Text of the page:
North Bend woman looks through lens and sees business opportunity

NORTH BEND - Mary Miller wants to take your picture.
The veteran photographer, with more than 21 years of experience, runs Down to Earth Photography, a four-year-old business with its focus tightly zoomed in on the unique needs of her clients.

NORTH BEND – Mary Miller wants to take your picture.

The veteran photographer, with more than 21 years of experience, runs Down to Earth Photography, a four-year-old business with its focus tightly zoomed in on the unique needs of her clients. Originally from Michigan, Miller started her life-long pursuit of photography while at Michigan State University working for the school paper.

“I just grew and grew with that experience, on the job, in your face, out there … that’s how I really got my foot in the door, knowing what I wanted to do with the rest of my life,” said Miller. “I just fell in love with the idea of camera work.”

Miller also worked as a forensic photographer for the police department in East Lansing, Mich., taking photos of crime scenes and learning the technical aspect of her trade. “I got to do hard-core photography. It was important and necessary to take those pictures and [for them to] have worth and value,” she said.

After graduation and seven years in photojournalism, she worked for a real estate company in Los Angeles, specializing in architectural work. Miller then moved to the Valley in 1989 and began working as a freelance photographer. “Any kind of job that could get me with a camera I took on,” she said.

The idea for her own company had not taken root yet, and it took a trying experience to help reorient her life. She was diagnosed with Bell’s Palsy, a debilitating condition that affects the facial nerves, causing them to weaken or become paralyzed. Although neither contagious nor permanent, it can devastate sufferers and end careers. This was not the case, however, with Miller.

“I lost the capacity to view the world. I couldn’t use my [right] eye, and I lost the capacity for quite some time to be able to communicate. Those were two very vital things to who I was at that point,” she said. “I worked though the next eight months to heal through that experience. I kept [practicing holding] my camera up to my eye, and used the left eye to shoot.

“At the end of it all, it is more about who you are inside and express[ing] yourself. And I decided at that point that I was going to photograph people, and take on that and enjoy myself. Anytime I have a camera in my hands, I am filled with absolute, utter joy.”

Since her recovery, she has dedicated herself to her passion, running Down to Earth Photography as a people-centered company. “Portrait work, weddings, anything that has a human interest level, showing families as they grow and evolve, [and] people as they change. It means the world to me,” she said.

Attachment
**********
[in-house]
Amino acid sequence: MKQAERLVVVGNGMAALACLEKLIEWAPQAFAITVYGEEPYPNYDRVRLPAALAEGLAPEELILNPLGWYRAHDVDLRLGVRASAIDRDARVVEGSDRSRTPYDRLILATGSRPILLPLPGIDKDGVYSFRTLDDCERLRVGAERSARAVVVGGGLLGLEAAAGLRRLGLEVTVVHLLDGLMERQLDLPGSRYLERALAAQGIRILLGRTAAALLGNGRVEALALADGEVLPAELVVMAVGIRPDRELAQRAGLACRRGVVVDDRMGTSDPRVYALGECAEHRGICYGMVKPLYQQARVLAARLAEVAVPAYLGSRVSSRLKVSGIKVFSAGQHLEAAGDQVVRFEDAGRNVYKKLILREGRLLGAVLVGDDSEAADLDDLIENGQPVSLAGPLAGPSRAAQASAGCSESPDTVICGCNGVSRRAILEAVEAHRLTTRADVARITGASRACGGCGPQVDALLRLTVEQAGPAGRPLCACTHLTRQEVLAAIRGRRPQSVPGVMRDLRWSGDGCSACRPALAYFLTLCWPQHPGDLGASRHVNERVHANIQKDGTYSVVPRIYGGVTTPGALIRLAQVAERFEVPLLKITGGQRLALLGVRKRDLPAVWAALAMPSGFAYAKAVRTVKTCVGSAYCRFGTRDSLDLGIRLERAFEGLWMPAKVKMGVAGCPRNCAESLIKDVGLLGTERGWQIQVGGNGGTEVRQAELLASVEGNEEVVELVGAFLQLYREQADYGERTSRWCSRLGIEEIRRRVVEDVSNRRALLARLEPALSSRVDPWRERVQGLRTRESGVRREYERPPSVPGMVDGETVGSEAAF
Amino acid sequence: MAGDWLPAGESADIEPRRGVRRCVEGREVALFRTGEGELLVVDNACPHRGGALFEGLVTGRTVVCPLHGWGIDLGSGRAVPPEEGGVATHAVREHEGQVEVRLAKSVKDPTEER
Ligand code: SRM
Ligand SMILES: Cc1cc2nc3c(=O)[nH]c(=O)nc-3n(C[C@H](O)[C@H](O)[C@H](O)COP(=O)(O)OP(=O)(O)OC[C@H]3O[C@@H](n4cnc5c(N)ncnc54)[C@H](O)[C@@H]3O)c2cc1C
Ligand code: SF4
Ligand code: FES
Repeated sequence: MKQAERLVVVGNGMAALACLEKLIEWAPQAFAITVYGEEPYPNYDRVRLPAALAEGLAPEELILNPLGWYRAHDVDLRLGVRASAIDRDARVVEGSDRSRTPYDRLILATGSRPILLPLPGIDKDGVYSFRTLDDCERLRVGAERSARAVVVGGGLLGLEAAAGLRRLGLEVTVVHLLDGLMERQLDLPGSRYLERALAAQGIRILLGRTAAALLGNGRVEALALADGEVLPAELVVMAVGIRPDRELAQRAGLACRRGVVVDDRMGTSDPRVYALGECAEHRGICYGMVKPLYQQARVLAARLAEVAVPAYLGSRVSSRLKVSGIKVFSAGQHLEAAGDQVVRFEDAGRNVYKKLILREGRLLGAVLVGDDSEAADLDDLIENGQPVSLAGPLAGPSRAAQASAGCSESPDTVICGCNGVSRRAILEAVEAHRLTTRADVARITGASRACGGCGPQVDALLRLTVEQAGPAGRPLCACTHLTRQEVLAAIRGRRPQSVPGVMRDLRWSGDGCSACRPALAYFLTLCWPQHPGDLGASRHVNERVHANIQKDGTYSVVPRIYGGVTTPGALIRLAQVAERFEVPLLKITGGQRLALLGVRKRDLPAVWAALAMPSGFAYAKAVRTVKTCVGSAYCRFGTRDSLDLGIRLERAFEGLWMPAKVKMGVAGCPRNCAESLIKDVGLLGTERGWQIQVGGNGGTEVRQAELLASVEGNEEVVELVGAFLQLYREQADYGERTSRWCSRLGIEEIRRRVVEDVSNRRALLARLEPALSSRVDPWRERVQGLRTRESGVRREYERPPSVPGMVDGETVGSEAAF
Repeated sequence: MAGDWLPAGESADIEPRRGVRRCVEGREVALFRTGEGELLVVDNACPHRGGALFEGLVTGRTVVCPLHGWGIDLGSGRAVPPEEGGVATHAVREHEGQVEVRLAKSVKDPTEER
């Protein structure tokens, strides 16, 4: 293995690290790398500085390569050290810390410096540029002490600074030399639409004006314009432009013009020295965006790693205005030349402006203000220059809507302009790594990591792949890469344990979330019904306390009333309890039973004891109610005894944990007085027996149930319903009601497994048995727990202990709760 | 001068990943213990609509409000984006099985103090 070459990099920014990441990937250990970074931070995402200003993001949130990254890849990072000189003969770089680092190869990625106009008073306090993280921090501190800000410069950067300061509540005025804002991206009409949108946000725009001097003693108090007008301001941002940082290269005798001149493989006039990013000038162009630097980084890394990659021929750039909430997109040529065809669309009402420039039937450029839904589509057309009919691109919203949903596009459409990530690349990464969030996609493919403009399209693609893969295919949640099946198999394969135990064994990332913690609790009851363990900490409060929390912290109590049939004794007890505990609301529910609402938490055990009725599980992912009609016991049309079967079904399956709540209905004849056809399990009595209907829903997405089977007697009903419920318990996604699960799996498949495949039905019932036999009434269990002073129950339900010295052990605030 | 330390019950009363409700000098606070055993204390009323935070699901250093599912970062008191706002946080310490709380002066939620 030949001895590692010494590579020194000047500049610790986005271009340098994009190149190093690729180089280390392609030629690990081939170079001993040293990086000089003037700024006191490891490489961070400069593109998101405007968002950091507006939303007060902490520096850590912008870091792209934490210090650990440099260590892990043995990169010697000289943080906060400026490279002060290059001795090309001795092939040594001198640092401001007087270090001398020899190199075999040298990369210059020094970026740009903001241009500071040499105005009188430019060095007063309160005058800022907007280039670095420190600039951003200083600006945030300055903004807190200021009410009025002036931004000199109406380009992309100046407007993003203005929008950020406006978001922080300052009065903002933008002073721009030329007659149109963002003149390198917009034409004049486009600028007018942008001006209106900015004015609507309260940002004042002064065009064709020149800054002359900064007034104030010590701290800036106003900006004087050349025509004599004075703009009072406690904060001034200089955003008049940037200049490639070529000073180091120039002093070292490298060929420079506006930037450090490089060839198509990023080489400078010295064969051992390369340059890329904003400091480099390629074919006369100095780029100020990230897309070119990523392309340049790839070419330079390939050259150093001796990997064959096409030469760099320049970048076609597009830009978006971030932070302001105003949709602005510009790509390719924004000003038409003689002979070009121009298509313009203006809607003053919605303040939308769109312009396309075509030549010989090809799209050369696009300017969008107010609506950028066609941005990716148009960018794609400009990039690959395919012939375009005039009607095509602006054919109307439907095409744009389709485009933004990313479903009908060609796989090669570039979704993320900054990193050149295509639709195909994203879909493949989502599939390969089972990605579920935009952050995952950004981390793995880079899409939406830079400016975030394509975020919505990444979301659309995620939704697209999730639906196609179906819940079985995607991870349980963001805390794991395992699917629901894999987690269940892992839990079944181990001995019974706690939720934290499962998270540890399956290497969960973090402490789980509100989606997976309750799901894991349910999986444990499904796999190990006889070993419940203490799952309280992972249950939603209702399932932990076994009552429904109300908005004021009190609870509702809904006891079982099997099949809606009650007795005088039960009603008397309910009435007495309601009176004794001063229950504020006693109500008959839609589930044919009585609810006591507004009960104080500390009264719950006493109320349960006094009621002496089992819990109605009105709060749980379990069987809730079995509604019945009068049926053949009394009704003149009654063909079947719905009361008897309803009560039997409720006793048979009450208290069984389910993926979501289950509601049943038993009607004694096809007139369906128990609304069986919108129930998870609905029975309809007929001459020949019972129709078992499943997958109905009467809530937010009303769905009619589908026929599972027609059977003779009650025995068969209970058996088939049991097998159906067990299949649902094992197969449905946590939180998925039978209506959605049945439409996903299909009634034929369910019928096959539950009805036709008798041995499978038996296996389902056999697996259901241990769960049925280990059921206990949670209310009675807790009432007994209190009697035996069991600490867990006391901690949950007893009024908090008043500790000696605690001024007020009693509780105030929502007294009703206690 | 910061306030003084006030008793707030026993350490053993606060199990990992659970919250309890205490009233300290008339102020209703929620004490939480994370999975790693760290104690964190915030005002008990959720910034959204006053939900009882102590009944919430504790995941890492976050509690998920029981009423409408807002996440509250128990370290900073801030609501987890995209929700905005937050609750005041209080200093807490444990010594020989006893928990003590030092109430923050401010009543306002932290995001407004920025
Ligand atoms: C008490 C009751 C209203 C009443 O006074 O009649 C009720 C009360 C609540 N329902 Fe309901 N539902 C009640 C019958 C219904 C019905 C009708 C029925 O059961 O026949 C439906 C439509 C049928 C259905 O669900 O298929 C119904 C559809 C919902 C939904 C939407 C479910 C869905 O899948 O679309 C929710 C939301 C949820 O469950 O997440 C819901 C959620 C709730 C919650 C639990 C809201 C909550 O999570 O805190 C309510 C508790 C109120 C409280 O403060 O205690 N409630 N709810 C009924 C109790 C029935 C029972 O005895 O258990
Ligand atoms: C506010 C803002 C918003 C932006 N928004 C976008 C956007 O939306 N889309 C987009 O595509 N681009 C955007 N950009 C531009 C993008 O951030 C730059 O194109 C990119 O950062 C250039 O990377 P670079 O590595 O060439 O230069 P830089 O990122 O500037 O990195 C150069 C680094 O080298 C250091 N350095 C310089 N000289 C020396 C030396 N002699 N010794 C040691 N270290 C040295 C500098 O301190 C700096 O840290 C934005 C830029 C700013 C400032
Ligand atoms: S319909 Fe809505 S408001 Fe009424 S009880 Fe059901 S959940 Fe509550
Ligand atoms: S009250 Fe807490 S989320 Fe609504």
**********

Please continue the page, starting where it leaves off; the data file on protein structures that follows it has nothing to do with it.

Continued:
To that end, Miller tailors her business to the needs of her clients. She doesn’t have a studio, and shoots her subjects on location, either at their homes or a particular place in the local area or even Seattle. If they don’t have a specific place in mind, she has several favorite locations and can help her clients find just the right shot.

“I’m about comfort level for my clients. For example, when I’m shooting a high-school person, I will photograph them and try to find out where they’re happiest. I like to get close to the mark of showing that person in a real and valid setting … and just touch the real, authentic them as much as I can,” she said.

For Miller, the end result of her care is always worth it to her customers.

“Quality is important to me,” she said. “The product has to happen with results that I’m happy with as well. I want the client to be completely and genuinely happy. I work to the best [of my] ability to get to that for them. If I’m not [happy], I’ll reshoot, which happens very rarely.”

This intense focus on her clients is vital to her company, she said, emphasizing that she enjoys developing relationships with her clients and getting to know them as people. “I’m very proud of my work. Each and every subject in front of me offers growth potential for me and a world of possibilities for them to look at themselves deeper, at whatever level they want to. I listen to their needs.”

She prefers to meet with her clients in person one or two times before a shoot, communicating via phone or e-mail, and then meeting them at the location of their choice. Miller will also work with clients short on time and sometimes doesn’t meet them until the day of the shoot. She says that the more time spent preparing, however, the better the process and end result.

“I am very varied,” Miller said. “It keeps it interesting for me … it’s hard to pigeonhole me, though.”

Miller lives with her husband and two children in North Bend and admits that she’s a bit camera shy herself. It’s hard for anyone besides her kids to take a photograph of her.

“I love being behind the camera,” Miller said. “It’s harder for me to be in front of it, but I’m learning.”

* For more information on Mary Miller, call (425) 941-5070 or (425) 888-5070. She can also be reached via e-mail at